As China's global stature grows, Beijing appears to be flexing its muscles more frequently on the international stage. As part of NPR's series on China this week, correspondents Louisa Lim and Frank Langfitt are looking at this evolving foreign policy. From Beijing, Louisa examines the forces driving China's policy, while Frank reports on why China's neighbors are feeling increasingly edgy.
Originally published on Fri November 2, 2012 1:20 pm
(Revised @ 12 p.m. ET)
The final monthly jobs report before Tuesday's general election contained something for both President Obama and Republican Mitt Romney to work into their closing arguments to voters.
For Obama, it was the news that the economy in October created significantly more jobs — 171,000 — than many economists had forecast. And the Labor Department revised upward the job numbers for September and August, suggesting even more underlying strength in the economy than earlier appeared to be the case.
Obstetricians, gynecologists and emergency room doctors will be shut out of the higher Medicaid pay that primary care doctors will start collecting in January.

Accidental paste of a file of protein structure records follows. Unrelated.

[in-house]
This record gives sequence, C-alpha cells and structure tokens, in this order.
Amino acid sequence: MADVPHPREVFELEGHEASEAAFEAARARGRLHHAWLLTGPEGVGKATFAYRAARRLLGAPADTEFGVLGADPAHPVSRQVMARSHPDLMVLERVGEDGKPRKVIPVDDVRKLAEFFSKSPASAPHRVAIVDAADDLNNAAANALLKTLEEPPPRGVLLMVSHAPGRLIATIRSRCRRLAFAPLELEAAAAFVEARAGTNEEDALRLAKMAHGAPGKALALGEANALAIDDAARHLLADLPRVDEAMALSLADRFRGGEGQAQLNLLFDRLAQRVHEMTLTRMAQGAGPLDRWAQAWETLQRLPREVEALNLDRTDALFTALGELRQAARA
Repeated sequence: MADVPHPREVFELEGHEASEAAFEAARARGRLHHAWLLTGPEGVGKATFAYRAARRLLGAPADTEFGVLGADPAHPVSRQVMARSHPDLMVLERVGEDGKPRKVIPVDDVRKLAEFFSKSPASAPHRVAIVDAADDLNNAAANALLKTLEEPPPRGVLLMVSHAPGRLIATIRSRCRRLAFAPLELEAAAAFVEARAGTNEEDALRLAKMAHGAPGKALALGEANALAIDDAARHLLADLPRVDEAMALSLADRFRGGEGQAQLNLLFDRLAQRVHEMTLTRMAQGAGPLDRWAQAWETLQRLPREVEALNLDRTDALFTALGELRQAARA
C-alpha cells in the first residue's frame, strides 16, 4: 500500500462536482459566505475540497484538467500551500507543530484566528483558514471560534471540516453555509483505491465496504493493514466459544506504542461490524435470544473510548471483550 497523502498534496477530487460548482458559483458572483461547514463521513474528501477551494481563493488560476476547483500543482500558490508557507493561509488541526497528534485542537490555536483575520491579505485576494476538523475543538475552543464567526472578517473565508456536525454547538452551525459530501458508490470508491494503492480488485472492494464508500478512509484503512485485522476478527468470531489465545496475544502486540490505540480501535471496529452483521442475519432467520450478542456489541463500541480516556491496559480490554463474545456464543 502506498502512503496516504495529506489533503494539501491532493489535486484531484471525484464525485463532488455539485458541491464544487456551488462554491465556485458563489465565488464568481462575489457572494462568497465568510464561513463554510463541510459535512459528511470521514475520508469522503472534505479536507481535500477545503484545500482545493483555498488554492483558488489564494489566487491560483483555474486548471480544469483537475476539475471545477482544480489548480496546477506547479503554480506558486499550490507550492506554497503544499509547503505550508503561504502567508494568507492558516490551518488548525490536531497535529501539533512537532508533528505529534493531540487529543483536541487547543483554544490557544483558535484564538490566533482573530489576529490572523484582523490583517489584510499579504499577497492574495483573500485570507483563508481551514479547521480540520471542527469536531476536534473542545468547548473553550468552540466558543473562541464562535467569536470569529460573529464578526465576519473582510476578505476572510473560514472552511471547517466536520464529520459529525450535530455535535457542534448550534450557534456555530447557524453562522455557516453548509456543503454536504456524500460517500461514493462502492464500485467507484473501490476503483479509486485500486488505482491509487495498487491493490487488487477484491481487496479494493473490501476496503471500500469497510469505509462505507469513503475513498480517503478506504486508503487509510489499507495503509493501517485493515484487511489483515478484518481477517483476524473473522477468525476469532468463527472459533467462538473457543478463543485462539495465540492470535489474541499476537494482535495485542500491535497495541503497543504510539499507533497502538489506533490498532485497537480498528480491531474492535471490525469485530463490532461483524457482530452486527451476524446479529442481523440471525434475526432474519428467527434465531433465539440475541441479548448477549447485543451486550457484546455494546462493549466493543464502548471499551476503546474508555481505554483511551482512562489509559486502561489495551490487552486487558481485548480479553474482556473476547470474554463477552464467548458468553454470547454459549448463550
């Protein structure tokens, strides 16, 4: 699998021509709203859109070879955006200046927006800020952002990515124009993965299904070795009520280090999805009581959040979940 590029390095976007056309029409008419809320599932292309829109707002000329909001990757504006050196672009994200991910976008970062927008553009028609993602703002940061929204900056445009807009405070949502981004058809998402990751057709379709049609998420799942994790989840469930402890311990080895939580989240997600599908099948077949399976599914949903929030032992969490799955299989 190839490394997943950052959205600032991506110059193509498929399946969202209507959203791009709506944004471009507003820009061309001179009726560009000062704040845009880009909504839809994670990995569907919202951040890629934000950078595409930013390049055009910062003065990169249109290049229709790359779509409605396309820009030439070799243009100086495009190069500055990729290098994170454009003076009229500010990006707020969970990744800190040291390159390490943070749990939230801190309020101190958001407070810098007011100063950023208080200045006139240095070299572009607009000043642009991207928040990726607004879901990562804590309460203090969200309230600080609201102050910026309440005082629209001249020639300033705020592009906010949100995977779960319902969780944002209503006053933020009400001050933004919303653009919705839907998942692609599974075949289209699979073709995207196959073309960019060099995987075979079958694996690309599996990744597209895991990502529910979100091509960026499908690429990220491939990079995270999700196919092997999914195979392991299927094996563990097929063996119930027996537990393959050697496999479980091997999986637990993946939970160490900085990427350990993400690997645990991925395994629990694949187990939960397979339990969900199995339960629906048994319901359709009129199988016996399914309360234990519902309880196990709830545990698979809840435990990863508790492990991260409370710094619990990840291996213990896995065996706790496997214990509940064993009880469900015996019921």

The Obama administration made the ruling late Thursday.
Under the Affordable Care Act, Medicaid rates for primary care doctors will soon be on par with what Medicare pays. The overhaul law included the hike to encourage doctors to see the larger number of patients who will be covered by a Medicaid expansion.
A video that appears to show rebels in Syria executing a small group of soldiers from the regime of President Bashar Assad has prompted human rights groups and officials to appeal to all sides to respect the human rights of their prisoners.
The produce aisle may not yet be restocked at the Stop & Shop in Toms River, N.J., and other perishables may still be hard to come by. But rest assured, the local pizza joint is hopping.
"We've been busy, very busy," says Marissa Henderson, granddaughter of the proprietor of Geno D's pizzeria in Toms River. It was one of the few restaurants open in the area in the wake of the hurricane that rolled through earlier this week.
State-mandated segregation is a thing of the past in Alabama, but the state's antiquated 1901 constitution paints a different picture. On Tuesday, Alabama voters will decide whether to strip language from the state's governing document that calls for poll taxes and separate schools for "white and colored."
In 2004, voters rejected an amendment to purge those remnants of Jim Crow from the constitution by fewer than 2,000 votes.